Lower Back Pain
The lower back, or lumbar spine, is an extraordinarily well-engineered structure of interconnecting bones, joint, nerves, ligaments, and muscles. These all work together to provide support, strength, and flexibility. However, due to its complexity, the lower back is susceptible to injury and pain.
Lower back pain (LBP) is the fifth most common reason for a member of the public to visit a health care professional. It can affect nearly 60 -80% of people throughout their lifetime. LBP can occur in connection with most sports, however its specific cause is unknown.
The most common form of LBP is “non-specific lower back pain” and is defined as “lower back pain not attributed to recognisable, known specific pathology”.
LBP is usually categorized in 3 subsections: acute, sub-acute and chronic. These subsections are based on the duration of the back pain. Acute LBP is an episode of LBP for less than 6 weeks, sub-acute LBP between 6 and 12 weeks and chronic LBP for 12 weeks or more.
LBP is typically characterized by a combination of the following symptoms:
Dull, aching pain
Pain that travels to the bum, legs, and feet
Pain that is worse after prolonged sitting
Pain that feels better when changing positions
Pain that is worse in the morning when waking up and better after moving around
To diagnose low back pain, a detailed description of symptoms and medical history will need to be provided by the patient. From this information, a practitioner will usually have a general idea of the source of the problem.
A physical exam will also be carried out to further examine possible causes of the pain. A typical physical exam includes, palpation, neurological exam, range of motion tests, reflex test and a straight leg raise test.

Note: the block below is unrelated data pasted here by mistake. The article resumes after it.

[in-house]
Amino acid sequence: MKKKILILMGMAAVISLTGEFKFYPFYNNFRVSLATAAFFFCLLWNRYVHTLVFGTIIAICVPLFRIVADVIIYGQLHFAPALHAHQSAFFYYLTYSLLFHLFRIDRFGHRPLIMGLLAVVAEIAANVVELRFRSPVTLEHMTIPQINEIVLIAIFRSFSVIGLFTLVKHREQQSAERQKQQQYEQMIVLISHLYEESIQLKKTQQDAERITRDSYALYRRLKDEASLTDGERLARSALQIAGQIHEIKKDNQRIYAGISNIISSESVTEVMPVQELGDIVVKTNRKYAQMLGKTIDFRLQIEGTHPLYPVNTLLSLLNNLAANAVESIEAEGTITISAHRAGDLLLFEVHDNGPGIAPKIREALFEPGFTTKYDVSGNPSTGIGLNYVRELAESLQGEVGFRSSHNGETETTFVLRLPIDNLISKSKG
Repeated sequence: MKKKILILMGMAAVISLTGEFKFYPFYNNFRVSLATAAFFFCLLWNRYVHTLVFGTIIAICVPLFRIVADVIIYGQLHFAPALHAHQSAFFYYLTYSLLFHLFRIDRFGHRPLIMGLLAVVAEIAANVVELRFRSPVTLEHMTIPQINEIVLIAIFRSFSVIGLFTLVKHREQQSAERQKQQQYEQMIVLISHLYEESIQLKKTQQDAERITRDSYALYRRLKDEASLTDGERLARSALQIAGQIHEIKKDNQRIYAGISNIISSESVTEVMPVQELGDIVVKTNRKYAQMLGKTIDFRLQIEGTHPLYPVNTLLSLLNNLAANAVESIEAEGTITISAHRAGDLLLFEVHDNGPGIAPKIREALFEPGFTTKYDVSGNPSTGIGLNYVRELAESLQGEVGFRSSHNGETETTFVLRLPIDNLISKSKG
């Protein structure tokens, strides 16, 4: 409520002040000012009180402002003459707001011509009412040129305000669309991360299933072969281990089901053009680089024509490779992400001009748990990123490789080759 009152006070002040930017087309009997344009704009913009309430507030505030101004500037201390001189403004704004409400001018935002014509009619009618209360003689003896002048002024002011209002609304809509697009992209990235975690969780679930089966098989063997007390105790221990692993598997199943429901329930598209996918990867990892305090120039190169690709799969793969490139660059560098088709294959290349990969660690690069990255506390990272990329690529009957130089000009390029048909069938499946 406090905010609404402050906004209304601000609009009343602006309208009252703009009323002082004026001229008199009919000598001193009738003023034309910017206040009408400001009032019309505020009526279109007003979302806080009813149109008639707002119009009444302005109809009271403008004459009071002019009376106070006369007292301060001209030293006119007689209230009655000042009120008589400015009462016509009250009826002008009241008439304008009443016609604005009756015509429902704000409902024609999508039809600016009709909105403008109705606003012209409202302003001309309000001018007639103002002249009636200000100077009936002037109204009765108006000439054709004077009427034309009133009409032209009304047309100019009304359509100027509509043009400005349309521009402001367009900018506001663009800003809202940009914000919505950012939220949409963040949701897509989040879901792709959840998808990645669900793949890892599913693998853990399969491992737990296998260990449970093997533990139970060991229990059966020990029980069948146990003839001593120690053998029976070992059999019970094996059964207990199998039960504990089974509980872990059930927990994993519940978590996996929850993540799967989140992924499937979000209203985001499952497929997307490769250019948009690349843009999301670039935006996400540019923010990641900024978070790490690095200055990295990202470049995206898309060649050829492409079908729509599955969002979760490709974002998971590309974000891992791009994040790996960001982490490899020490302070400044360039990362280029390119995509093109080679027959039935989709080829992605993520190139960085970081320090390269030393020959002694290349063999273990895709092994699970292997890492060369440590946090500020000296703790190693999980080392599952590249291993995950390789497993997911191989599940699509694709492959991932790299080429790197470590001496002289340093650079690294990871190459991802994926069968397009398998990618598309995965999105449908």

Treatment for LBP all depends on the diagnosis, however there is various self-care things that can be done at home to help with LBP.
Short rest period – most cases LBP can be improved by briefly avoiding strenuous activity. It is not advised to rest for more than a few days, as too much rest can make healing more difficult.
Activity modification – With LBP it’s all about modifying the activities you are taking part in, and avoiding the activities and positions that aggravate the pain.
Heat/ice therapy- Heat from a warm bath, hot water bottle, etc can help relax tense muscles and improve blood flow. If LBP is due to inflammation, ice or cold packs can be used to reduce swelling. It is important to protect the skin while applying heat and ice to prevent tissue damage.
Exercises – Stretching and strengthening exercises should be part of a LBP management regimen. Stretching the lower back, buttocks, hips and legs is beneficial, as these muscles support the weight of the upper boy. The more mobile theses muscles are the more movement there will be in the back without injury. Strengthening the abdominal, hip and glute muscles can help relieve LBP.
Hands-on therapy – In most cases low back pain will benefit from hands-on treatment. This could come in the form of massage, joint mobilisations, adjustments, acupuncture etc.
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